starting a swimming hobby

A Beginner’s Guide to Swimming: A Healthy Hobby with the Family or Solo

starting a swimming hobby

Swimming is one of the most popular hobbies— and for good reason. It’s a low-impact, high-result cardio workout that is both physically challenging and mentally stimulating. It’s also an amazing family activity. Kids as young as six months old can take swimming classes. If you want to get yourself and your family in shape, some of these ideas may inspire you to swim a few laps.

What to Wear: The right swimming gear

What gear you wear to swim depends on a lot of factors— your swimming experience, what kind of swimming you are doing and what you want to accomplish. Some of the most common equipment includes:

  • Swimsuit
  • Googles
  • Swim floaties
  • Fins
  • Pool Buoy
  • Kick Board
  • Hand paddles

Don’t rush out and buy everything at once. Try to swim at a pool that already has this equipment so you can test it out. Most fitness centers, public pools and YMCAs have fins, hand paddles, paddles, buoys, kick boards on hand.

Where to Swim: Tips for Finding the Right Pool

Not all swimming pools are created equal. You will have different experiences at different pools. That’s why it’s important to explore multiple options before you settle on a pool for your swimming routine:

  • Doing Laps: Look for a pool with designed lap lanes or lap times. Check out facilities with multiple pools, one for swimming laps or exercising and others for play.
  • Teaching Kids: Research pools with infant or toddler-friendly wading pools and ask about the times that are the least busy. The more people in the pool, the more likely your child could feel anxious. Look for facilities that offer swim lessons for kids your child’s age.
  • Playing and Relaxing: Seasonal, public access pools are a great place to splash, play, relax and have fun. Be sure your kids are well on their way to being strong swimmers before you let them venture in the waters without you.

Where you swim is an important part of how much you will enjoy swimming. If your goals don’t match the environment of the pool, it’s time to explore elsewhere.

How to Teach: Helping my kids learn to swim at home

Whether you have a swimming pool, bathtub or kiddie pool in the backyard, there are many ways to teach your kids the basics of swimming. Eventually you will need to practice in an actual pool, but in between those visits you can get them comfortable and confident in the water by:

  • Starting with kicking. Hold your child with their back to your chest and their legs in your arms. As you move their legs in a kicking motion say “Kick! Kick! Kick!” If your water source isn’t deep enough, fill up your tub or container about six inches. Steady them on their bellies with their arms in a sphinx-like pose. Make the same kicking motions and sounds.
  • Getting them comfortable being underwater. It’s important to practice brief moments underwater. Start by getting them to blow bubbles in the water with their mouths. You can then move on to actual dunking. Hold them by the waist while they sit or stand on the edge of the pool and encourage them to jump in. Holding them the whole time (and they should be wearing a life vest or some other kind of secure floatie), let them jump. Let their heads go under for just a second. When they come up be sure to hug, laugh and praise them. If you can’t get to a pool with enough depth for this, you can create a similar experience by encouraging them to get their heads and faces under the shower.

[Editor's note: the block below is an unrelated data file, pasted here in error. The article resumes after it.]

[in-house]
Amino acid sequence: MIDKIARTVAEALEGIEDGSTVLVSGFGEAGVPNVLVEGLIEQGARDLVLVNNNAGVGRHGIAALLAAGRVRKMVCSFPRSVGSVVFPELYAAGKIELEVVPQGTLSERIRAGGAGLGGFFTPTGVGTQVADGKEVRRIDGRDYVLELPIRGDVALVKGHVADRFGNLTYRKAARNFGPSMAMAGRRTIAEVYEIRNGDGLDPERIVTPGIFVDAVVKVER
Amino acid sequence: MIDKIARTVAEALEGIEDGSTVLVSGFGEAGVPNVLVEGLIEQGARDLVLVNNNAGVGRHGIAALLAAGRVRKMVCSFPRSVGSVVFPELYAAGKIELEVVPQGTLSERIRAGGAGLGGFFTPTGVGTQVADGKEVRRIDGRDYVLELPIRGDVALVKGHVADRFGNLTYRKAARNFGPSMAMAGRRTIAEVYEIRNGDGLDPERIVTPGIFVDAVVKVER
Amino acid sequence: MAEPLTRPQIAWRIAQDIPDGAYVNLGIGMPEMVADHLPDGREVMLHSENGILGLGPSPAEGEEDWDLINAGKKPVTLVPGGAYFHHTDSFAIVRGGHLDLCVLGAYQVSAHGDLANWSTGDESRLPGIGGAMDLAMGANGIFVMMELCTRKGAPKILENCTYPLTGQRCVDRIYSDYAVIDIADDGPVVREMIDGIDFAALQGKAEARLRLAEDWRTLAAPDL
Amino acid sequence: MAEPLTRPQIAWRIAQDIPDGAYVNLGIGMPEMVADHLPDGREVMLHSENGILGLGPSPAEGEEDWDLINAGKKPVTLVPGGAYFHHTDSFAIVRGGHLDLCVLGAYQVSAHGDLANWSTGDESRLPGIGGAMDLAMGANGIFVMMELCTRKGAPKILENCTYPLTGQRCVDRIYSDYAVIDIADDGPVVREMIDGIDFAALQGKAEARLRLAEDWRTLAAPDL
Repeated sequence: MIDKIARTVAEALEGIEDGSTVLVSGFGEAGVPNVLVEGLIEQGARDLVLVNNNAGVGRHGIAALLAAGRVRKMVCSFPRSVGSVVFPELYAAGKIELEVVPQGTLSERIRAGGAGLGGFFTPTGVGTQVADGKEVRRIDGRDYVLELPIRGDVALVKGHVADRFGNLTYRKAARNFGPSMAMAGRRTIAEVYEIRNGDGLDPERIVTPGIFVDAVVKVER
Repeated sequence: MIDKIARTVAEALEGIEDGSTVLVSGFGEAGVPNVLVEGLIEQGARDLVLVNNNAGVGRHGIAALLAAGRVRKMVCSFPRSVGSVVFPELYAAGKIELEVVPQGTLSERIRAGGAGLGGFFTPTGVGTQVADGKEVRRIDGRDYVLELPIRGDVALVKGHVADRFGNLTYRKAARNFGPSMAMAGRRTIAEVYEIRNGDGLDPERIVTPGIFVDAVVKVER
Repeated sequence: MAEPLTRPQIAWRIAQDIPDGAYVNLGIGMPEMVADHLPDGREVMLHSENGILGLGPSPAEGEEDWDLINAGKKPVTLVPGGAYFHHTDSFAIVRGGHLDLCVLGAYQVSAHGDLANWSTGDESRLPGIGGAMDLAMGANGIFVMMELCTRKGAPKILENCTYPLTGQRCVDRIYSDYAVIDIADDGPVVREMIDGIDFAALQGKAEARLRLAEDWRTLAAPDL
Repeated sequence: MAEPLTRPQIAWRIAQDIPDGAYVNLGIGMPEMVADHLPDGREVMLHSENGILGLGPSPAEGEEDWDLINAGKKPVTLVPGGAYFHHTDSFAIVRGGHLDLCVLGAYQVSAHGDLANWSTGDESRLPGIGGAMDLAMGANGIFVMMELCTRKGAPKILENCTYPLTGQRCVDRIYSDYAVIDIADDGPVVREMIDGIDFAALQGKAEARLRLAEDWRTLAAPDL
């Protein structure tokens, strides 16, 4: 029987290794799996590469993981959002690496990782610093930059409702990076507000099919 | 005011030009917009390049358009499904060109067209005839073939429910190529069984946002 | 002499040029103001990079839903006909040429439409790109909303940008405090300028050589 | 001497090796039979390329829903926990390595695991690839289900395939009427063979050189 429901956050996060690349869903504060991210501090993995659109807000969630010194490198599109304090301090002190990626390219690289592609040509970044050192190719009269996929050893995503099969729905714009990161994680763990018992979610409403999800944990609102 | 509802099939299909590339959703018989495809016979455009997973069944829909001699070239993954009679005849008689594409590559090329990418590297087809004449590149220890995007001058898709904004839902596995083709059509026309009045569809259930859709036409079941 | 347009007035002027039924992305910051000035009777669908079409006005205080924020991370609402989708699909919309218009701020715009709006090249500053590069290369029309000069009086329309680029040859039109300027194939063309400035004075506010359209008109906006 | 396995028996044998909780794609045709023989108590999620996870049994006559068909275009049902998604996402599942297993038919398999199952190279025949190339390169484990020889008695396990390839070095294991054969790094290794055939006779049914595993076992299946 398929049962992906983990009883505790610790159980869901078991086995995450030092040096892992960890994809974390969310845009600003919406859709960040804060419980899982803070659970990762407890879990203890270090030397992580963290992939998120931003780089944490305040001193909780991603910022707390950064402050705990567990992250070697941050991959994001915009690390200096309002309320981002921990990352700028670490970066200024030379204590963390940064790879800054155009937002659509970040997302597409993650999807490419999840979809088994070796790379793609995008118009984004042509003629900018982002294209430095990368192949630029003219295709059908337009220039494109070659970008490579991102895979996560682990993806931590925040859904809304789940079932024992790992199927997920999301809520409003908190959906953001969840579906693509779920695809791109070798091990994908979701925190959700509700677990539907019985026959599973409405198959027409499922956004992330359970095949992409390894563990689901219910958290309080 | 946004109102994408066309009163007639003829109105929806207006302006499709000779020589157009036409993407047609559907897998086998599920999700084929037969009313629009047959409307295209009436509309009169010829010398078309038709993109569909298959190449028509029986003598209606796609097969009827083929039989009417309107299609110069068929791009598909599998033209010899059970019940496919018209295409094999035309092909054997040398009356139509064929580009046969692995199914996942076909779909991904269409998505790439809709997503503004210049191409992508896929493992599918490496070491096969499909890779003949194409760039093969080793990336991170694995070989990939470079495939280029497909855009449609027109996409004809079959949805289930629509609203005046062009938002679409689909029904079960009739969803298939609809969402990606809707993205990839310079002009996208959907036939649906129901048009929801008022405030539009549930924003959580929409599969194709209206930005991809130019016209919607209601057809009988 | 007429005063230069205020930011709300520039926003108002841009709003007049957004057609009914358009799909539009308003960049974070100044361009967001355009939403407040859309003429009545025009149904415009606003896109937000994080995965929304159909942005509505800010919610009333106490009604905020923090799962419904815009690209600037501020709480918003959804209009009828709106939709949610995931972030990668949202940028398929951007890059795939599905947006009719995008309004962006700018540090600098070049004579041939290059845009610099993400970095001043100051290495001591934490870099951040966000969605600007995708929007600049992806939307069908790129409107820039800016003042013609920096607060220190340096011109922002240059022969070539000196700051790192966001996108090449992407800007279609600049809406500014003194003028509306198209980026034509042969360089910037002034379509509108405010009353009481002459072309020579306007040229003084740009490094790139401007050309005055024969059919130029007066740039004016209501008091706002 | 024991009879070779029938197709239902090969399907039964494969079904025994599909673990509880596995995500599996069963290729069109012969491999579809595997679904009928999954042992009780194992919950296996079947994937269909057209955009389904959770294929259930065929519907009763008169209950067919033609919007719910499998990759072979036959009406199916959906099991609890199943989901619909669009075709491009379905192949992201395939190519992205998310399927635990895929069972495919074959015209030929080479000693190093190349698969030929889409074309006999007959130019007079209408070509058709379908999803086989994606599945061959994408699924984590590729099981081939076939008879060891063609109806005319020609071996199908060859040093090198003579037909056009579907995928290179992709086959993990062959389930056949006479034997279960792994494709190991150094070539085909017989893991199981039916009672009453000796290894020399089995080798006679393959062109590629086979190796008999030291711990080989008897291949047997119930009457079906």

• Keeping it simple. Don’t try to teach too much too fast. Break lessons down into age-appropriate, easy-to-understand chunks so your child doesn’t get overwhelmed. If they are confused, they risk becoming disinterested with swimming entirely. And bring in some games! Learning can be fun, especially learning to swim!   

What about Safety: Staying safe in and out of the water

Safety needs can change as the swimmer ages and becomes more adept. It’s important that you set ground rules with yourself and your family right away. That’s why it’s helpful to familiarize yourself with some common pool safety tips:

  • Don’t run or horseplay near the pool. The ground is usually wet and slick, which means slips and falls are a higher risk.
  • Look at the depth before you jump in. Don’t just jump or dive into water without first checking the depth. It’s best to avoid jumping into anything less than 9 feet deep and do not dive into water less than 12 feet deep.
  • Remove all the toys and equipment after use. This applies even in your own personal pool. Put away your pool equipment after each use, especially toys. One in five people who die from drowning are under 14. Seeing a beloved toy floating in the pool is very tempting, even to kids who know they shouldn’t swim alone.
  • Take breaks. If you are doing laps or other pool exercises, be sure to take breaks for water and rest. Swimming is low impact, but makes demands on your cardio and pulmonary systems. Be sure to build on your practice in increments. 

Swimming brings a lot of joy to many people’s lives. It takes practice and persistence to keep it up. You can enjoy the pool alone or with your family when you follow some of these tips to have safe fun in the sun. 

Photo: Unsplash